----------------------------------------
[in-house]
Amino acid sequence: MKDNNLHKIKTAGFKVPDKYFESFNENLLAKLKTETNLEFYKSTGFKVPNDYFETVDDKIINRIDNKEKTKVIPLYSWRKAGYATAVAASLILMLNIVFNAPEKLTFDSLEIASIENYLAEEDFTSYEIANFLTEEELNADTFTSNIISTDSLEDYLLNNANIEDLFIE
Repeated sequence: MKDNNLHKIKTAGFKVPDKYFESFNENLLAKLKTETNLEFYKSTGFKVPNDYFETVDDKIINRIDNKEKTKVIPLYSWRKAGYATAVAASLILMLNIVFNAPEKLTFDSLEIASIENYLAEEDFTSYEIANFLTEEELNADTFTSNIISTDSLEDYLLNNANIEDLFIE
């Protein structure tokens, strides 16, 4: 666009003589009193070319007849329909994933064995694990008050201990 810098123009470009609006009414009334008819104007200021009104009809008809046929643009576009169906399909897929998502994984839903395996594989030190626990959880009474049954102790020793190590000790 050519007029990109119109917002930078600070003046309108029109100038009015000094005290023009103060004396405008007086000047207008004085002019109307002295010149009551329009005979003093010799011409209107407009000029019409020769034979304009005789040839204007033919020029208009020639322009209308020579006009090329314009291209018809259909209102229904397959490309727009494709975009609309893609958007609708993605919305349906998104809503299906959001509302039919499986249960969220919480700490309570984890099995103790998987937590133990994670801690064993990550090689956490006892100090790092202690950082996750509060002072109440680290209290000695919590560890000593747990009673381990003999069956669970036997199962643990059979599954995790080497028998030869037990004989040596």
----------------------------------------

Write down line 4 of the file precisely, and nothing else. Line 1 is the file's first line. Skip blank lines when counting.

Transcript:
């Protein structure tokens, strides 16, 4: 666009003589009193070319007849329909994933064995694990008050201990 810098123009470009609006009414009334008819104007200021009104009809008809046929643009576009169906399909897929998502994984839903395996594989030190626990959880009474049954102790020793190590000790 050519007029990109119109917002930078600070003046309108029109100038009015000094005290023009103060004396405008007086000047207008004085002019109307002295010149009551329009005979003093010799011409209107407009000029019409020769034979304009005789040839204007033919020029208009020639322009209308020579006009090329314009291209018809259909209102229904397959490309727009494709975009609309893609958007609708993605919305349906998104809503299906959001509302039919499986249960969220919480700490309570984890099995103790998987937590133990994670801690064993990550090689956490006892100090790092202690950082996750509060002072109440680290209290000695919590560890000593747990009673381990003999069956669970036997199962643990059979599954995790080497028998030869037990004989040596």